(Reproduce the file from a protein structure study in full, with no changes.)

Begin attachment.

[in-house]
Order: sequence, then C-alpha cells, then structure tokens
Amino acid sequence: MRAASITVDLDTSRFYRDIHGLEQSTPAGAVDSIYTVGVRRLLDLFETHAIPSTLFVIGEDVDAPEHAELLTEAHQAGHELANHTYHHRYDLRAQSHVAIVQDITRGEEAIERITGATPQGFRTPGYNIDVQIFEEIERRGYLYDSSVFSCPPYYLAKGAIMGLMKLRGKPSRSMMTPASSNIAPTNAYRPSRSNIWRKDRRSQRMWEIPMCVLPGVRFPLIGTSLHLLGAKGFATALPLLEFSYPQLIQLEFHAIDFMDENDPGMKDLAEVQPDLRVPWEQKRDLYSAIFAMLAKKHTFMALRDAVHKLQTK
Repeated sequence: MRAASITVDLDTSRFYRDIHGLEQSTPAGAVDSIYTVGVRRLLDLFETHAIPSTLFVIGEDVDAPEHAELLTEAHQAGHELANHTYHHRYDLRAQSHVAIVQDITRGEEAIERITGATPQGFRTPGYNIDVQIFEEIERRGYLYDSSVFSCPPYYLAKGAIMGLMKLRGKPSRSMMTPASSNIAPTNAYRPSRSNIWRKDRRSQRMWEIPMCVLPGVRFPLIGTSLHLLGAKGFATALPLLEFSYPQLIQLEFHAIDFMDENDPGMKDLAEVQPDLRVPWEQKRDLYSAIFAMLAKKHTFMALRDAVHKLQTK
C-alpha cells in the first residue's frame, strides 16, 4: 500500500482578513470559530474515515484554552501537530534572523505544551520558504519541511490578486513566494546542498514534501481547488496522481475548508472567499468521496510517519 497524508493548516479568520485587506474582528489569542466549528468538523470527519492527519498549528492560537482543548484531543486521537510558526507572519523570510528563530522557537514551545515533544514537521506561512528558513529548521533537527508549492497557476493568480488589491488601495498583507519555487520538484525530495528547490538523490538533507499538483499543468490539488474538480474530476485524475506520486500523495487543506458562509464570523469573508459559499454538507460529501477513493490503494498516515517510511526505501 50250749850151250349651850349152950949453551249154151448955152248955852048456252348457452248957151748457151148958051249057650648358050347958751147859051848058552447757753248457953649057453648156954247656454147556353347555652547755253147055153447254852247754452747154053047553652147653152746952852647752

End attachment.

[in-house]
Order: sequence, then C-alpha cells, then structure tokens
Amino acid sequence: MRAASITVDLDTSRFYRDIHGLEQSTPAGAVDSIYTVGVRRLLDLFETHAIPSTLFVIGEDVDAPEHAELLTEAHQAGHELANHTYHHRYDLRAQSHVAIVQDITRGEEAIERITGATPQGFRTPGYNIDVQIFEEIERRGYLYDSSVFSCPPYYLAKGAIMGLMKLRGKPSRSMMTPASSNIAPTNAYRPSRSNIWRKDRRSQRMWEIPMCVLPGVRFPLIGTSLHLLGAKGFATALPLLEFSYPQLIQLEFHAIDFMDENDPGMKDLAEVQPDLRVPWEQKRDLYSAIFAMLAKKHTFMALRDAVHKLQTK
Repeated sequence: MRAASITVDLDTSRFYRDIHGLEQSTPAGAVDSIYTVGVRRLLDLFETHAIPSTLFVIGEDVDAPEHAELLTEAHQAGHELANHTYHHRYDLRAQSHVAIVQDITRGEEAIERITGATPQGFRTPGYNIDVQIFEEIERRGYLYDSSVFSCPPYYLAKGAIMGLMKLRGKPSRSMMTPASSNIAPTNAYRPSRSNIWRKDRRSQRMWEIPMCVLPGVRFPLIGTSLHLLGAKGFATALPLLEFSYPQLIQLEFHAIDFMDENDPGMKDLAEVQPDLRVPWEQKRDLYSAIFAMLAKKHTFMALRDAVHKLQTK
C-alpha cells in the first residue's frame, strides 16, 4: 500500500482578513470559530474515515484554552501537530534572523505544551520558504519541511490578486513566494546542498514534501481547488496522481475548508472567499468521496510517519 497524508493548516479568520485587506474582528489569542466549528468538523470527519492527519498549528492560537482543548484531543486521537510558526507572519523570510528563530522557537514551545515533544514537521506561512528558513529548521533537527508549492497557476493568480488589491488601495498583507519555487520538484525530495528547490538523490538533507499538483499543468490539488474538480474530476485524475506520486500523495487543506458562509464570523469573508459559499454538507460529501477513493490503494498516515517510511526505501 50250749850151250349651850349152950949453551249154151448955152248955852048456252348457452248957151748457151148958051249057650648358050347958751147859051848058552447757753248457953649057453648156954247656454147556353347555652547755253147055153447254852247754452747154053047553652147653152746952852647752